Shelby Lynne Live Review @ Middlesbrough Town Hall/ The Crypt (Middlesbrough) - 23 Feb 2012
Photos: Simon Godley link
She is Shelby Lynne. She is a singer, a songwriter and a performing artist. She grew up in Alabama, in the south east of the United States of America. She is now 43 years old. She is a Grammy Award winner. This is Middlesbrough. It is a town in the north east of England. It is probably hundreds of years old. It was once famous for its great steelworks, chemical plants and shipbuilding.
Tonight Shelby Lynne is appearing in the Crypt in Middlesbrough Town Hall. It is not that easy to place her in this town. Later, though, when she introduces "I'll Hold Your Head", a beautifully poignant song from her most recent album "Revelation Road" in which Lynne relives precious memories from her childhood years, she tells us that we all know about country round here. Thinking about that statement now, it does seem to make a strange, if perfect sense; Shelby Lynne, the state of Alabama and Middlesbrough with their respective experiences of broken relationships, economic hardship and industrial decline and all of them captured in the overwhelming feelings of sadness, loss and yearning which populate so many great country songs.
For some seventy five minutes Shelby Lynne stands in the stark illumination of a single spotlight, just her and her guitar. Time hangs suspended throughout as she holds us spellbound. In a wonderfully balanced set, she opens with "Lookin' Up" from her breakthrough album "I Am Shelby" and then slowly develops the early stages of the show with songs from "Revelation Road" before forsaking the newer material to draw extensively from both "I Am Shelby" and the subsequent record "Love, Shelby". It is a quietly breath-taking experience as she gauges the mood and momentum of her performance to absolute perfection. As the embers of the closing "Where I'm From" slowly faded it was evident she wasn't coming back for an encore. She did not come back because there was absolutely no need to do so; she had already done it all.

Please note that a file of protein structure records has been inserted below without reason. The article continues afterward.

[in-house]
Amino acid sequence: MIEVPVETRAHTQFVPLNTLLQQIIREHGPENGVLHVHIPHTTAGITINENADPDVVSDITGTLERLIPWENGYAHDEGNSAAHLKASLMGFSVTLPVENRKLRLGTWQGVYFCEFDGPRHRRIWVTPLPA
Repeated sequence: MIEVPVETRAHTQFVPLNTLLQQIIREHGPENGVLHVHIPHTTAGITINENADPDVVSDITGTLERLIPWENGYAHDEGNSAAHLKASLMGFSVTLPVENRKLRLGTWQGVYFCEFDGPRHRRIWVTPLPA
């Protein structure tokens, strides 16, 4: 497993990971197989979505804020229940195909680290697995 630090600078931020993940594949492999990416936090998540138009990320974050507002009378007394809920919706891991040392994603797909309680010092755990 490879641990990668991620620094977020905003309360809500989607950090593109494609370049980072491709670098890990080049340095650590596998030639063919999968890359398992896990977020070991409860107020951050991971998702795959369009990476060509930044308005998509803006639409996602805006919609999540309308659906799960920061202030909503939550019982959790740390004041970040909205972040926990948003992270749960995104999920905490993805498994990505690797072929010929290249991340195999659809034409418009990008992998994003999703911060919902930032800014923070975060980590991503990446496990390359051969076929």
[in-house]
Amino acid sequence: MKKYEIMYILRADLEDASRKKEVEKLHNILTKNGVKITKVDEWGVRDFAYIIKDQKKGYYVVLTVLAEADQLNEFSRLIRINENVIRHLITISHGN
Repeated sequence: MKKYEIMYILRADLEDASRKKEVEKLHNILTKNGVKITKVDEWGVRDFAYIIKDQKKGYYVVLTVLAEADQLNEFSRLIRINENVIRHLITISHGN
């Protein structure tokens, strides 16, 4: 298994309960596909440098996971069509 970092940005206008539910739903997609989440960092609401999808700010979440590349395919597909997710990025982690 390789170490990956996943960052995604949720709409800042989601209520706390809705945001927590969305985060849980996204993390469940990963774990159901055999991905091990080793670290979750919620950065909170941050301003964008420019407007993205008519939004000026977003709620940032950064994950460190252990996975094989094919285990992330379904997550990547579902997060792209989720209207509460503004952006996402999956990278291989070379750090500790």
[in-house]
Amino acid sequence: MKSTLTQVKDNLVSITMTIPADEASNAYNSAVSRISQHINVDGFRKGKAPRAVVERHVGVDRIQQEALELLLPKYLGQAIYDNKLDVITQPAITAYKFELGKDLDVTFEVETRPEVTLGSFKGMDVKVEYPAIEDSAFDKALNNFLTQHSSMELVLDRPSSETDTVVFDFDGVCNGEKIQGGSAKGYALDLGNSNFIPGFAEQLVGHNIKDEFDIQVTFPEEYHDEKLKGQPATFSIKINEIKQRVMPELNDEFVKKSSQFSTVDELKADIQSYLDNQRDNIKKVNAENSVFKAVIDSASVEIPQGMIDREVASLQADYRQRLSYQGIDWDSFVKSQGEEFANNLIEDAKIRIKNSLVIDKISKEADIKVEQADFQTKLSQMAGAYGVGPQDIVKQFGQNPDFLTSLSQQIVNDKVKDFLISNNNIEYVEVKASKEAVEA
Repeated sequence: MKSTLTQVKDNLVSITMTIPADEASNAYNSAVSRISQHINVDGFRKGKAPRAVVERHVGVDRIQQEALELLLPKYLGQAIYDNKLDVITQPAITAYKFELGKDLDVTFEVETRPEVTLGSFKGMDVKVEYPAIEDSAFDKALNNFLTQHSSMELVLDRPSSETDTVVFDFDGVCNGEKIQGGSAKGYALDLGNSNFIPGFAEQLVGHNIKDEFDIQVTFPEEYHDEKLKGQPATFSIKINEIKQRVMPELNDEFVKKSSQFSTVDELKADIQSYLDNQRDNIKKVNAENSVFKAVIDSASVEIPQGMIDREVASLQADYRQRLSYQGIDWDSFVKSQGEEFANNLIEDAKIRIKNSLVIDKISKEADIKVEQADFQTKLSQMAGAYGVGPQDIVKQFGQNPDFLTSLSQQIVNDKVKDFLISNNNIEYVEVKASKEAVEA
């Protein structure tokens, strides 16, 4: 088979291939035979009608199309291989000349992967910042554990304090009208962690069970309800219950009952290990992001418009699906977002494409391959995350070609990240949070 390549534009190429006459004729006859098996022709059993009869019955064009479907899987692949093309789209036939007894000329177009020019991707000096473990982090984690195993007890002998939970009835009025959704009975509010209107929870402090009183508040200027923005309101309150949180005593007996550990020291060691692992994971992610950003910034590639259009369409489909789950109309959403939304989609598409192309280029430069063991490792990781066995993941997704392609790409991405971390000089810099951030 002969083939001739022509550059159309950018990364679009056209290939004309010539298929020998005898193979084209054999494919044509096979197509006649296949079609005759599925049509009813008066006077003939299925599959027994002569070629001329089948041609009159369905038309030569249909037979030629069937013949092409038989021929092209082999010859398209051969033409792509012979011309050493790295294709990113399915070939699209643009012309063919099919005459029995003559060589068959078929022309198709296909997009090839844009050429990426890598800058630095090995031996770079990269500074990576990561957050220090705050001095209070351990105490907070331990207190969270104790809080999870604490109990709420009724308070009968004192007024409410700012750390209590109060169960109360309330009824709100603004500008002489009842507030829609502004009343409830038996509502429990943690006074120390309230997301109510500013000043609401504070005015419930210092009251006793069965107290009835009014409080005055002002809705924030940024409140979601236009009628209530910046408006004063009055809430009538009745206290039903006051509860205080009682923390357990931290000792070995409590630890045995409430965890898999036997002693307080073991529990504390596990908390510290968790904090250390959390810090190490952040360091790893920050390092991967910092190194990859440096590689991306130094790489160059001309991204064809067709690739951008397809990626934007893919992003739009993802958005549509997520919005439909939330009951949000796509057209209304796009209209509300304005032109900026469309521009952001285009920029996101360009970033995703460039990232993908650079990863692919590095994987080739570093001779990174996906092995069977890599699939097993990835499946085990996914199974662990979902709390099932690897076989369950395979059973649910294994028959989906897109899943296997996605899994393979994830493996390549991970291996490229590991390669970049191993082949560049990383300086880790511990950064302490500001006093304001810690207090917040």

Stripped of the big Hollywood production gloss of her earlier albums, it was startling to hear how quite extraordinary Shelby Lynne's voice actually is. With her faraway eyes staring abstractedly into the middle distance throughout to some unknown point where it was impossible to decipher what she was seeing, thinking or feeling, Lynne projected that magnificent instrument across the bowels of this grand gothic building, her vocal range spanning every conceivable emotion from vulnerability to strength. Whilst many of her songs do speak extensively of betrayal, wasted relationships and regret and her voice does accurately convey the hurt and anguish of these experiences, it also holds dear the indomitability of the human spirit. The "Killin' Kind" captures all of this and more as she powers her way through the song's inherent disappointment to a place somewhere beyond where sanguine acceptance lies. "Jesus on a Greyhound" offers a similar path out of the darkness, again delivered in a voice oscillating between deep-fried Southern soul and country noir. Perhaps appositely she concludes with "Where I'm From". That is Alabama. This was Middlesbrough. This is Shelby Lynne. And she was magnificent.